WASHINGTON (Oct 7): US President Donald Trump, still being treated for COVID-19, ended talks on Tuesday with Democrats on an economic aid package for his pandemic-hit country and drew rebukes from Facebook and Twitter for spreading misinformation about the coronavirus.
His tweet breaking off talks for a new round of stimulus spooked Wall Street, sending stocks down as much as 2% from their session highs, a serious hit at one of the metrics that the Republican president has held up as a sign of success.
Trump's move drew criticism from Democratic presidential opponent Joe Biden, congressional Democrats and some Republicans, who said more was needed to help the millions who have lost their jobs in a health crisis in which the United States leads the world in deaths and infections.
"The president turned his back on you," Biden said in a Twitter post on Trump's decision. After days of conflicting messages from doctors and aides about his condition, Trump, 74, returned to the White House on Monday after three nights at a hospital. His doctor said on Tuesday that Trump reported no COVID-19 symptoms and was doing "extremely well." But the disease continues to spread among Trump's top aides, with White House senior policy adviser Stephen Miller saying he tested positive on Tuesday.
The top U.S. military leaders are also isolating after the Coast Guard's No. 2 tested positive for the coronavirus, Pentagon officials said. Officials said Trump was working from makeshift office space in the residence rather than the Oval Office, with few senior staff given face-to-face access exactly four weeks before the Nov. 3 U.S. election in which the Republican is seeking re-election.
In his first major policy pronouncement since returning to the White House, Trump abruptly called off negotiations with Democratic lawmakers on coronavirus relief legislation until after the election, even as cases of the virus are on the rise across much of the country.
"I have instructed my representatives to stop negotiating until after the election when, immediately after I win, we will pass a major Stimulus Bill that focuses on hardworking Americans and Small Business," Trump wrote on Twitter. Despite Trump's bravado, support for Biden has grown by about 4 percentage points since mid-September, according to
Reuters/Ipsos polling from Friday to Tuesday, with 52% of likely voters backing Biden versus 40% for Trump. Speaking at Gettysburg, Pennsylvania, site of one of the U.S. Civil War's bloodiest battles, Biden said the country was experiencing "total unrelenting partisan warfare" and, without naming Trump, faulted his handling of the coronavirus.
"Wearing a mask isn’t a political statement. It’s a scientific recommendation," he said, alluding to Trump's refusal to wear a mask for safety even after falling ill. On his return to the White House, Trump removed his mask to pose for pictures.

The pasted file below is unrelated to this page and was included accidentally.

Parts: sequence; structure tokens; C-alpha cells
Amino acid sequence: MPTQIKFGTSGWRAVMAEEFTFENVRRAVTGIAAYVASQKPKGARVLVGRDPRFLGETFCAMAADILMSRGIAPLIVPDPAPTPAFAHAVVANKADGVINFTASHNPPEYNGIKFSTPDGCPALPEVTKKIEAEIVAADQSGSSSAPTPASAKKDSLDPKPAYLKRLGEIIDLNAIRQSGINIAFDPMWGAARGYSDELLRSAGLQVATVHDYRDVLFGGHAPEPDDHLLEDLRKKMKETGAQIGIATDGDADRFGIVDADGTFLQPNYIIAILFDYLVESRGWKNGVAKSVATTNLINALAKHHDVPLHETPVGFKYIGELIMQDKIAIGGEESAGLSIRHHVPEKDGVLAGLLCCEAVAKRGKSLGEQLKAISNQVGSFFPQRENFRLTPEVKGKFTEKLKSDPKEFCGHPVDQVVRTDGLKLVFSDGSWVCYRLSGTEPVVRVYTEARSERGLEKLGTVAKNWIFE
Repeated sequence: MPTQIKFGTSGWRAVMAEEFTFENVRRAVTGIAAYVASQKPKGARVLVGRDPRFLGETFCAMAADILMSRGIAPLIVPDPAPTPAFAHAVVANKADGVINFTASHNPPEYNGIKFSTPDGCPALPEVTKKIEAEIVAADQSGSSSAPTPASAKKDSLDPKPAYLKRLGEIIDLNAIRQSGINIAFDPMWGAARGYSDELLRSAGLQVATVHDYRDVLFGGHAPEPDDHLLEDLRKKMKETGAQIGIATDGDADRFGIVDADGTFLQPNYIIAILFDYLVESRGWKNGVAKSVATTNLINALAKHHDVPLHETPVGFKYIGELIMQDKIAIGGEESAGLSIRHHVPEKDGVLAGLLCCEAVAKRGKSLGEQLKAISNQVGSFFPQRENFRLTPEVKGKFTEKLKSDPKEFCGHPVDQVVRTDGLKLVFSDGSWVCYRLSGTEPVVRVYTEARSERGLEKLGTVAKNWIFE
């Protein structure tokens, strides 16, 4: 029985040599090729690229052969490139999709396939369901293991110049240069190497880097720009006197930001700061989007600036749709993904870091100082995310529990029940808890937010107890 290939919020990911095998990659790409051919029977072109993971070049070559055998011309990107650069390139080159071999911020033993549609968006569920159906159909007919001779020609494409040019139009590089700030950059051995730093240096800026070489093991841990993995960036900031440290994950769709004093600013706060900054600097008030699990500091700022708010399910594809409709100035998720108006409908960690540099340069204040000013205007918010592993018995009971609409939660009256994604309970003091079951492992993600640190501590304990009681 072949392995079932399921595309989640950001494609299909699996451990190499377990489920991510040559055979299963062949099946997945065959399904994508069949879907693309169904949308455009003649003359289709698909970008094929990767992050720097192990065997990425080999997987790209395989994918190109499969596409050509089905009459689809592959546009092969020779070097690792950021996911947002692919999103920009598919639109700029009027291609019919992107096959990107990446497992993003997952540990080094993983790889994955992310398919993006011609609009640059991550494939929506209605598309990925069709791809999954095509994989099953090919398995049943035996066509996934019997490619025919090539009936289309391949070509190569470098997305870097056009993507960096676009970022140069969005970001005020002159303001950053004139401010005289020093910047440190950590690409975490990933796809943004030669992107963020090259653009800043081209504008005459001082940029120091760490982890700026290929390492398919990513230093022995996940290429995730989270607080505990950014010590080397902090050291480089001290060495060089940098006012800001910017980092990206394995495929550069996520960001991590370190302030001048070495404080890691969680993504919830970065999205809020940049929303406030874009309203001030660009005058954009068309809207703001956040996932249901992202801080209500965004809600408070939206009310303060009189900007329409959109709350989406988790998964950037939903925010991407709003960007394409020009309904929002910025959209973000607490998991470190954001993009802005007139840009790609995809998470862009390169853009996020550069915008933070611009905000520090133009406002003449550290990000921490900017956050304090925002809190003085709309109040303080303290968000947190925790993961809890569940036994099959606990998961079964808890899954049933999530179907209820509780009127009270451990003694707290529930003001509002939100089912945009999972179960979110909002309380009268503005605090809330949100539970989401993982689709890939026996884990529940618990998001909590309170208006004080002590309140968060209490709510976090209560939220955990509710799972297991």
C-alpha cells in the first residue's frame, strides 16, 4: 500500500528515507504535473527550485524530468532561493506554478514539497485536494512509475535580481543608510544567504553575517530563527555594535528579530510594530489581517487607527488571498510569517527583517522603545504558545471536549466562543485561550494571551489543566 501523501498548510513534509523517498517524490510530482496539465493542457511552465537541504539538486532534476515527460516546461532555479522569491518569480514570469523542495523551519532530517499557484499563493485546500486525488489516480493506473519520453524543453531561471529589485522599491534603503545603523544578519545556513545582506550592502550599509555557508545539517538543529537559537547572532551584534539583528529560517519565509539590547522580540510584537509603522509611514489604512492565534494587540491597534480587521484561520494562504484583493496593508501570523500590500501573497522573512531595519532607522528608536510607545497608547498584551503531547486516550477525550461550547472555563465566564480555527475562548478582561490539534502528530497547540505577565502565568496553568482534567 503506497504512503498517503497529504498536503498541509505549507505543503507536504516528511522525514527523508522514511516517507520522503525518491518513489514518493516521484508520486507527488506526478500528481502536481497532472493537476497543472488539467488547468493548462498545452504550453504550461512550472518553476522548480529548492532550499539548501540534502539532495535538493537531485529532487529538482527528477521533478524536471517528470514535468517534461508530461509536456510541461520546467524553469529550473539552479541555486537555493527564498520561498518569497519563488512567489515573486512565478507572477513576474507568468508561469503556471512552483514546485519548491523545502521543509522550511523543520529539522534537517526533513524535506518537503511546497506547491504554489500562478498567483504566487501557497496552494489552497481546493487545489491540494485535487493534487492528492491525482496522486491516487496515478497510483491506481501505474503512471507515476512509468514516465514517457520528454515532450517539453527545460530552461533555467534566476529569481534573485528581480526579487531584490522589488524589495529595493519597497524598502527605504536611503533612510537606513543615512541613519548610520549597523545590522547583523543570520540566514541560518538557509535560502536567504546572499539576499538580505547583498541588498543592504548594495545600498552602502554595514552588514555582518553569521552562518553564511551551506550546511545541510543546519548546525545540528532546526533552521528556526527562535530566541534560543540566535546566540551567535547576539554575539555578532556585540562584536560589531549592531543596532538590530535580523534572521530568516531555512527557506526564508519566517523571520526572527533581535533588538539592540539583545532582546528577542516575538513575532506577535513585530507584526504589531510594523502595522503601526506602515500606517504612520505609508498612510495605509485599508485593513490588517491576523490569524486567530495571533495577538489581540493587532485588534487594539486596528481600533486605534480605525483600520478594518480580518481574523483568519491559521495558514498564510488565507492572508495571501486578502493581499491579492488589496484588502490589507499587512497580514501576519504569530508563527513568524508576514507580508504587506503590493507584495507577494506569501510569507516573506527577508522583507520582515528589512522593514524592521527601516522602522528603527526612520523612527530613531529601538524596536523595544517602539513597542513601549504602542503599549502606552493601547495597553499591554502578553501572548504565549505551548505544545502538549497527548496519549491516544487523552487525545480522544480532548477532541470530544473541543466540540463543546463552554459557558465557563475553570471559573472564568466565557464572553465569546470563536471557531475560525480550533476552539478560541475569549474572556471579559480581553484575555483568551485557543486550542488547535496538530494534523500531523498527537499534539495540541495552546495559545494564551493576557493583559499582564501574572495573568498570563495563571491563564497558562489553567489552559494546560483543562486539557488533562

'Showed his true colours'
"Today, once again, President Trump showed his true colors: putting himself first at the expense of the country," Democratic House of Representatives Speaker Nancy Pelosi said, adding: "The White House is in complete disarray." Republican Senator Susan Collins, in a tight re-election battle in Maine, called Trump's decision to end the talks a "huge mistake."
But Senate Majority Leader Mitch McConnell, a Republican, said he agreed with Trump's decision, telling reporters that "his view was that they were not going to produce a result and we need to concentrate on what’s achievable." Democrats' chances of capturing a Senate majority inched higher in recent days as three nonpartisan U.S. elections analysts added Lindsey Graham's South Carolina seat to the list of what are now 10 Senate seats in play, which includes eight potentially vulnerable Republicans and two vulnerable Democrats.
Republicans hold a 53-47 majority in that chamber. McConnell plans to focus on pushing through the confirmation of Trump's third Supreme Court nominee, Amy Coney Barrett, which would cement a 6-3 conservative majority. That nomination gave Trump and his fellow Republicans an opportunity to turn the focus of the presidential campaign away from the coronavirus, prior to Trump's illness.
Trump tested positive for the coronavirus on Friday after months of playing down the deadly infection, and he stood by that message on Tuesday. "Many people every year, sometimes over 100,000, and despite the Vaccine, die from the Flu. Are we going to close down our Country? No, we have learned to live with it, just like we are learning to live with Covid, in most populations far less lethal!!!" Trump wrote on Twitter and Facebook.
Twitter Inc responded by putting a warning label on the post, saying it included potentially misleading information. Facebook Inc removed the Trump post for breaking its rules on COVID-19 misinformation, according to CNN. Anthony Fauci, the nation's top infectious disease expert, said the threat from COVID-19 was "very, very much different" from influenza's reach. The United States has the world's highest death toll from the pandemic, with more than 210,000 deaths.
By comparison, influenza typically kills between 22,000 and 64,000 people a year in the United States, U.S. government statistics show. Trump had no public events listed for Tuesday and it was unclear when he would resume a full schedule of presidential duties and campaigning ahead of Election Day. He has not been seen in public since Monday night but tweeted that he was looking forward to a scheduled second debate with Biden on Oct. 15 in Miami.
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